Photo by Jason Miller
At first, Molly wasn’t so sure about Culver. “I was homesick, but I kept going back and I
made friends and kept myself busy,” she says. Eight summers later, Molly is hardly the
shy, tentative girl who first went to Culver in 2011.
During the school year, Culver is a college prep boarding school that includes a
military academy for boys as well as a girls academy. The summer program is dedicated to
building leadership qualities in its campers, educating them about chains of command,
similar to the U.S. military. Now in her final summer at Culver, Molly says that her experiences
there have boosted her confidence and self-respect and opened her eyes to what’s
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possible in her adult life.
Since High School junior
Molly Harper was nine years
old, she’s spent six weeks
each summer away from
her family at Culver
Summer School and Camp
in north central Indiana.
“Culver is such an incredible place. I’ve built strong relationships and made friends from all over the country
and the world,” she says. “It’s really built my character. I’ve learned what I want in myself and from other people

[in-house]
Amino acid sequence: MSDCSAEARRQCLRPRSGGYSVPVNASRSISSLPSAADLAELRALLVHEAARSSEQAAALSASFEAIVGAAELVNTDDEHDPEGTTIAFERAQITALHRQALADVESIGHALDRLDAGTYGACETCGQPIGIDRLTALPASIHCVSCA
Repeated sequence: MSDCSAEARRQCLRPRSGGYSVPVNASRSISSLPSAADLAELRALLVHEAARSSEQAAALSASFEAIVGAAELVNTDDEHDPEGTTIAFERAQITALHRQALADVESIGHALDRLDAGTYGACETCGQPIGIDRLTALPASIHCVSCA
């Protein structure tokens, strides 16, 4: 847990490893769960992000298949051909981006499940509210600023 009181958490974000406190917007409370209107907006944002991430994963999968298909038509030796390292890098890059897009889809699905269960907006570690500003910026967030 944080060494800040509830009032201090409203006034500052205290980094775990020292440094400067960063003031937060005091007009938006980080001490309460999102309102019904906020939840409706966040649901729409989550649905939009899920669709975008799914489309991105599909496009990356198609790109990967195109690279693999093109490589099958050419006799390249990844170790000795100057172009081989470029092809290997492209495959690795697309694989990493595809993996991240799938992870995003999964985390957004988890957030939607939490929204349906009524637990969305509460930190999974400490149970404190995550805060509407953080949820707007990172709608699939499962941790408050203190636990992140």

and what values I find important.”
Molly says that Culver also has widened her perspective. “Going here makes me want to change the world.
I realize that there are countries that have issues far worse than we have in America,” she says. “I’m constantly
reminding myself that there are kids in those places who are just like me. I know that I want to do something with
my life that impacts people because Culver has helped me become more globally aware.”
She also credits Culver with many of her academic choices. For example, Molly has taken Spanish because
she’s made friends at Culver from Mexico and Colombia. This year, many of her international friends will also
share an academic experience with her, as candidates in the International Baccalaureate Diploma Programme. “We
plan to compare notes over the year,” she says.
Molly is reflective about her Culver experience and says that her final summer there was bittersweet. Still,
she has this advice to her peers, whether they’re spending their summers at a camp like Culver or closer to home
in Shaker Heights. “Try as many new things as possible and embrace every new experience,” she says. “Because
summer is over before you know it.” SL